As of 2012, there was no change on 17 of the 29 items. On 9 of 29 items, quality declined at the expanded but not the repeat sites. Two additional items showed decline at both repeat and expanded sites, and only one item showed improvement. The nine items with a significant decrease in quality at expanded sites but not at repeat sites involved diverse aspects of quality: monitoring systems in place for adverse events (AEs) (either manual or computerized systems that record the types and severity of adverse events seen), individual HTC and question time on VMMC, referral slips given to clients for services not available onsite, availability of national STI protocols onsite, antibiotics for VMMC/adverse events in stock, antihistamine for cardiopulmonary resuscitation (CPR), and the provision of HIV counselling and testing. Two additional items showing decline at expanded sites included a report of a supervisory visit in the past six months and external monitoring of adverse events in the past six months; however, some sites had been in operation for less than six months. The two items with decreased quality at both repeat and expanded sites were availability of post-exposure prophylaxis and guidelines for post-exposure prophylaxis. Of the 17 items showing no change, it is important to flag items that were low in 2011 and remained low in 2012 at both repeat and expanded sites: availability of WHO guidelines onsite for performing VMMC, availability of CPR equipment (CPR bag mask and oxygen supply), and availability of male condoms. The only item showing improvement – at both repeat and expanded sites – was the existence of a functioning information system (manual or computerized).

The summary measures shown at the bottom of Table 1 capture the key findings related to readiness of VMMC sites to provide quality services: significant declines occurred between 2011 and 2012 in the sample of expanded sites. Specifically, in 2011 73% of the items were scored as satisfactory at the 15 sites; this dropped to 40% (repeat sites) and 18% (expanded sites) in 2012, though the difference was only statistically significant in expanded sites. Similar results were obtained on the mean QA score across the 29 items, which dropped from 1.68 (in 2011) to 1.51 (repeat sites; borderline significant) and to 1.36 (expanded sites; significant).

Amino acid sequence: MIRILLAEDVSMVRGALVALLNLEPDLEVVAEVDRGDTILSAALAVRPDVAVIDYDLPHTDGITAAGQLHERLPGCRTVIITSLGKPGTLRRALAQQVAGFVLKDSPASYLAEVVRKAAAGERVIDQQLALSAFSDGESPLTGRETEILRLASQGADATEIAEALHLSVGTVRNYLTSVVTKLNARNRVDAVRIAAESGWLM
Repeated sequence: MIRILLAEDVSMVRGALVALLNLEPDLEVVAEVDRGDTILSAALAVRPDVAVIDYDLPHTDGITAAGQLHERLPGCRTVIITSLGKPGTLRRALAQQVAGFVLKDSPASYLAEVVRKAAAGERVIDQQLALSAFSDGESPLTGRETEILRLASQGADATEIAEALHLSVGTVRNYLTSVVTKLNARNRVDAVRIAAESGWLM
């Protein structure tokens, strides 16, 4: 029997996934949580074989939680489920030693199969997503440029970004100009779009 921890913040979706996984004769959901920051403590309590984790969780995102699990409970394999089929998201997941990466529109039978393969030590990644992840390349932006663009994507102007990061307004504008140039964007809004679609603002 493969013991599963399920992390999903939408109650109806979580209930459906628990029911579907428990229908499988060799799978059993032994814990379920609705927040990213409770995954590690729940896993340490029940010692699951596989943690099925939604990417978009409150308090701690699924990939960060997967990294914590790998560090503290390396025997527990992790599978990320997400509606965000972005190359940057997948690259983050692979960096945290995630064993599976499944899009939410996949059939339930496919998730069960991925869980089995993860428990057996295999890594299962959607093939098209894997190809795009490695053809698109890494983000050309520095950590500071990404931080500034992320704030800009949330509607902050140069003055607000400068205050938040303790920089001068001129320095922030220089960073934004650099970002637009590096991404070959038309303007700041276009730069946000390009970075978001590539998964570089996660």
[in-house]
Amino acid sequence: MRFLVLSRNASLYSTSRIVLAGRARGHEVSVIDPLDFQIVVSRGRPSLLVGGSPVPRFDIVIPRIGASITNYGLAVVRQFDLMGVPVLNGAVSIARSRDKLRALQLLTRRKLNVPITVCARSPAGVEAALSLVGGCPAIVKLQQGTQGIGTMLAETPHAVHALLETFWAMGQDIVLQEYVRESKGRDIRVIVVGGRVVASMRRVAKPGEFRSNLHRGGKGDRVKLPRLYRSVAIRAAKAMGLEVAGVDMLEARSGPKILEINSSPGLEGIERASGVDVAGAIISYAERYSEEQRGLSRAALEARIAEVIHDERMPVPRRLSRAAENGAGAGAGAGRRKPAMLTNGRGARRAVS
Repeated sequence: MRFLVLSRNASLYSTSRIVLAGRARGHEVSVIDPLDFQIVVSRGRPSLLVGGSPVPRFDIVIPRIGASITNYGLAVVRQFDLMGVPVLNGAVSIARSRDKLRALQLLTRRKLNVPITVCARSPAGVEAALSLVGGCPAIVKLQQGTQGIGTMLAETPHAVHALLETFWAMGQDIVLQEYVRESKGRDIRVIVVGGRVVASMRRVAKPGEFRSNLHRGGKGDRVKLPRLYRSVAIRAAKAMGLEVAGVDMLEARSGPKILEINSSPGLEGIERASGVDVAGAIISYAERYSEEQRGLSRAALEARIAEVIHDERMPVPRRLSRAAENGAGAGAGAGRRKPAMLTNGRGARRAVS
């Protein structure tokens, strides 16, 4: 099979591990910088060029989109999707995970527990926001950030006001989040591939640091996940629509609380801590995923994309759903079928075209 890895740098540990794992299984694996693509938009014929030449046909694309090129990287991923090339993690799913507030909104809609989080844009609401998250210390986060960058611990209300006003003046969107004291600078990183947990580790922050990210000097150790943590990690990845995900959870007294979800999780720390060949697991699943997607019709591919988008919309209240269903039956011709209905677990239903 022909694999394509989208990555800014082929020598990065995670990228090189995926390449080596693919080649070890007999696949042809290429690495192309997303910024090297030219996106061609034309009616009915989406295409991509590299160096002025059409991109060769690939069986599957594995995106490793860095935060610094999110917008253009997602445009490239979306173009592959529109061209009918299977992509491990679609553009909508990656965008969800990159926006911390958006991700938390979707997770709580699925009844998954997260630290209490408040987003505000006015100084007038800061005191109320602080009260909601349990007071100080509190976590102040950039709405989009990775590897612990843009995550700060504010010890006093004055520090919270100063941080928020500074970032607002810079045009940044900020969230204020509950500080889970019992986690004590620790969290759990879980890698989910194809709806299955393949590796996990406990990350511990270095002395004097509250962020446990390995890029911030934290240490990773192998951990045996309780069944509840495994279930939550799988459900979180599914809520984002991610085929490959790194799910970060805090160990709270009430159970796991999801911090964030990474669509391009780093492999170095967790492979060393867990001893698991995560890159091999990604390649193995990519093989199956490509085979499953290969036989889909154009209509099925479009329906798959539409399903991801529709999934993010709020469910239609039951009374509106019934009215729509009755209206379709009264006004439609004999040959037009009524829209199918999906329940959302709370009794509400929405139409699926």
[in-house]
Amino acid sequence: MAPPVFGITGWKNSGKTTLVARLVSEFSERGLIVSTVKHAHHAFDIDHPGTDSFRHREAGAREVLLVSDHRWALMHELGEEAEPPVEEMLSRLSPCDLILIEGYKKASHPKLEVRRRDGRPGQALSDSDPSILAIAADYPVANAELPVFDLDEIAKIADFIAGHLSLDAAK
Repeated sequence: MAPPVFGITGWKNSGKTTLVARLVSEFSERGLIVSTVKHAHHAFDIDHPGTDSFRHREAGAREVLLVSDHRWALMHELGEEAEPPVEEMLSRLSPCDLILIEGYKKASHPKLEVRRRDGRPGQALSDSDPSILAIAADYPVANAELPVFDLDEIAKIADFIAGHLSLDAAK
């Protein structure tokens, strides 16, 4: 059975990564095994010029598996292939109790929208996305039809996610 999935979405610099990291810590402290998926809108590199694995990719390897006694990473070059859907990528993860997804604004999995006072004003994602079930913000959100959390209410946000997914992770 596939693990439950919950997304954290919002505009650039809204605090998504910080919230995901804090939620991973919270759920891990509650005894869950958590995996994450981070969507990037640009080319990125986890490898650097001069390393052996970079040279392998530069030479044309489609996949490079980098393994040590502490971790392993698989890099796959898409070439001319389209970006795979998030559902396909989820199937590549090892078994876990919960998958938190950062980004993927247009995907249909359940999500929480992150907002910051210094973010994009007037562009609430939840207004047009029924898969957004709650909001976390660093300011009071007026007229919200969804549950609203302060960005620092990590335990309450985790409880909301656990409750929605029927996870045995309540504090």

Assessment of quality of services provided (observation of VMMC procedures)

Tables 24 present findings on the quality of services provided, based on the observation of pre-op procedures (9 items), surgical technique (13 items) and post-op procedures (7 items) performed by providers.

Pre-op and safety control procedures.

As of 2011, the 15 original sites scored above 75% on seven of the nine items. On six of the nine items, quality declined significantly between years at both the repeat and expanded sites; items included clinical personnel conduct a basic preoperative assessment, sterile gloves used, hand washing/disinfection between clients, maintenance of an adequate sterile surgical field while operating, safe secure storage and disposal of medical waste by provider, and disinfection of surgical beds and areas between clients. In addition, quality declined significantly at repeat sites but not at expanded sites on two items: the use of protective eyewear and correct/hygienic instrument processing. No change was noted in the use of sterile instruments and consumables.

Quality of surgical technique.

Table 3 presents the findings on 13 items used to assess the quality of the surgical technique during the VMMC procedure, measuring technical competence of providers and the care and safety with which surgical steps were undertaken. Of all the QA measures presented in this analysis, the scores for surgical technique were among the highest in this assessment, across both years and across repeat and expanded sites. Specifically, in 2011 at least 90% of providers scored “satisfactory” on 12 of the 13 items, the one exception being the use of the correct technique to tie surgical knots. Despite the generally high scores on surgical technique, significant changes occurred between 2011 and 2012. Quality actually improved at expanded sites on “placing interrupted sutures evenly to avoid leaving gaping margins”. Quality scores dropped at both repeat and expanded sites on four items: cleaning the surgical area with a recommended scrub solution, correctly identifying the skin to be excised, safe administration of local anaesthesia, and use of correct technique to tie surgical knots. Additional declines included correctly aligning the frenulum and placing secure mattress sutures (expanded but not repeat sites) and adequately controlling bleeding with electrocautery and/or ligating sutures (at repeat but not expanded sites). No significant changes occurred on the remaining four items.

Assessment of post-op procedures.

Seven items were observed. In 2011, scores were already low on five of the seven scores (less than 75% of providers scoring satisfactory). Yet between 2011 and 2012 they declined further, at both repeat and expanded sites on six of the seven items: observing clients for allergic reaction/any other abnormality before they leave the table or recovery area, providing clear instructions on post-op care and pain, encouraging return for follow-up, providing emergency contact details, giving post-op counselling including reinforcement of previous messaging, and reminding clients of the six-week abstinence period. On the item with no change (review of vital signs), scores remained low in both years.